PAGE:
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Nov. 21 — China has made strides in the past five years to improve electrical waste and electronic equipment practices that are harmful to the environment, but recycling, the central government said, can do more to help businesses.
The central government has made concerted efforts to shut down unsafe and unregulated electronic waste disposal operations, especially in “e-waste villages” like Guiyu in eastern Guangdong province in South China. Officials recently shuttered all informal electronics processing at Guiyu and required trade shops to relocate to an industrial park set up to recycle waste electronics.
In addition, China has banned imports of waste electronic products into the mainland. The central government also updated its waste electrical and electronic equipment, or WEEE, catalog of products that are required to be collected and recycled to include mobile phones, monitors, faxes, printers, copiers, telephones, as well as televisions, computers, refrigerators, washing machines and air conditioning units.
But more still has to be done throughout the country’s entire supply chain to improve standardized treatment rates, according to recycling companies.
“Enforcement and monitoring through the entire recycling chain still needs to be improved,” Elwin Meng, a representative of global materials and recycling group Umicore, said Nov. 17 at the World Recycling Forum in Macau, China. “End processing still needs to be monitored to avoid secondary pollution.”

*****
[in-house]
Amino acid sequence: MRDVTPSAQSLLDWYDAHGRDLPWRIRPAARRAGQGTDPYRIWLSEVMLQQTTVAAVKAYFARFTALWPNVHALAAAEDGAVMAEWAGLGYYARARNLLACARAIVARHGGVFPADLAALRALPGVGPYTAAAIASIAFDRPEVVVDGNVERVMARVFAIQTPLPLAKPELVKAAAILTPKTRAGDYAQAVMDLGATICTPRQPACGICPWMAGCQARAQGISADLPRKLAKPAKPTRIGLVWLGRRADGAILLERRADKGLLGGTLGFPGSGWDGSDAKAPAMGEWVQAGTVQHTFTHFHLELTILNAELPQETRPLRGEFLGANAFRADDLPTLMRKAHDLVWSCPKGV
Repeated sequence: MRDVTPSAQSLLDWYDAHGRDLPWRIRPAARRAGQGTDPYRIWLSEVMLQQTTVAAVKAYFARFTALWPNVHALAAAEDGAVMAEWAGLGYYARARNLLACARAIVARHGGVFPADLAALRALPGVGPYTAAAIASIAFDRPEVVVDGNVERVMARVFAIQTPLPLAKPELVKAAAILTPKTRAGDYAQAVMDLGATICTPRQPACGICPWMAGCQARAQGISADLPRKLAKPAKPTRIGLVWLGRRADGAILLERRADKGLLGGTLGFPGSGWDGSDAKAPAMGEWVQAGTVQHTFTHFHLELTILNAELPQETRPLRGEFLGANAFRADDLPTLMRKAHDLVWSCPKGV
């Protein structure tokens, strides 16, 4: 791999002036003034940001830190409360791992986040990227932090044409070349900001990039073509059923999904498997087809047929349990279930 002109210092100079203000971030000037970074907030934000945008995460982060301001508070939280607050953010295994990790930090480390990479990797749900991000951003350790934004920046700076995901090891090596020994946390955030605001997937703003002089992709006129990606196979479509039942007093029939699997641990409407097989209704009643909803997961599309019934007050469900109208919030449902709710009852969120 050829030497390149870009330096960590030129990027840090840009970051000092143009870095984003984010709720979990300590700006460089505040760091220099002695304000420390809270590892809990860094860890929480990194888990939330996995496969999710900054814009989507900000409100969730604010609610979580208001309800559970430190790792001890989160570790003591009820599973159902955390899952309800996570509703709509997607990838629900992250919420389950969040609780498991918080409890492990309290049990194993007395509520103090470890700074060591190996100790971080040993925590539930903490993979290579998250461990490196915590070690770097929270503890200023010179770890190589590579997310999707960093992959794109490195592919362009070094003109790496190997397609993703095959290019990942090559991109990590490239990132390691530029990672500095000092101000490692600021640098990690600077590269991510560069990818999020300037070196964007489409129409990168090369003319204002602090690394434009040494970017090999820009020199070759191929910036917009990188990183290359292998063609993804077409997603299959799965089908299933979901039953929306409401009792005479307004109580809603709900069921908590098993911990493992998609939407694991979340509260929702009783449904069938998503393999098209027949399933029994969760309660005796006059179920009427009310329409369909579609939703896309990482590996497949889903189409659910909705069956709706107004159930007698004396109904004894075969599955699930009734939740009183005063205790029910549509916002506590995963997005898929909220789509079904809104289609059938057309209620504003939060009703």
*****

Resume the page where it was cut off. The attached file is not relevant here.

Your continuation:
Chee Kong Lee of recycling technology company Hamos GmbH of Germany, cited a growing need for government intervention, as well as public education to relay the impact of waste products more discarded and outdated electronics pile up.
“There is an expanding middle class all over the world, particularly in China and India, so we will see a lot more WEEE coming on-stream because of the growth in these countries,” Lee said at the forum.
There are 109 licensed WEEE dismantlers across the country that are subsidized to recycle electronic waste, but it “is a challenge for the government” to push some of them to treat waste, Meng said.
Those processors have about 4 million metric tons of processing capacity, but currently only about 1.7 million tons is being processed on average, he said.
Complicating matters are the number of agencies involved in the electronic waste system in China, and the time it takes to audit and monitor them and then pay tour subsidies.
Subsidies payout “is long, causing a lot of burden on companies. Those companies need to pay for the dismantling in advance and it can take up to a year, a year and a half to get the subsidies paid out,” Meng said.
Another challenge is to control secondary pollution during dismantling. Printed circuit boards, for example, often have metal contents of 10 percent to 50 percent and include heavy metals, dioxins and other potentially hazardous materials that are released during burning, washing or shredding.
“China’s government is starting to control these recycling processes in industrial zones, where they can be done in an environmentally friendly way, but most of those operating outside of industrial zones are very bad for water and soil pollution,” said Zhang Leiman of recycling technology company 3E Machinery Guangzhou.
There also is evidence that trafficked electronic waste that formerly went into China is ending up in similarly toxic informal processing sites in rural parts of Hong Kong, Laos and other parts of Southeast Asia, according to Jim Puckett of the Basel Action Network, who tracks the movement of electronic waste out of North America.
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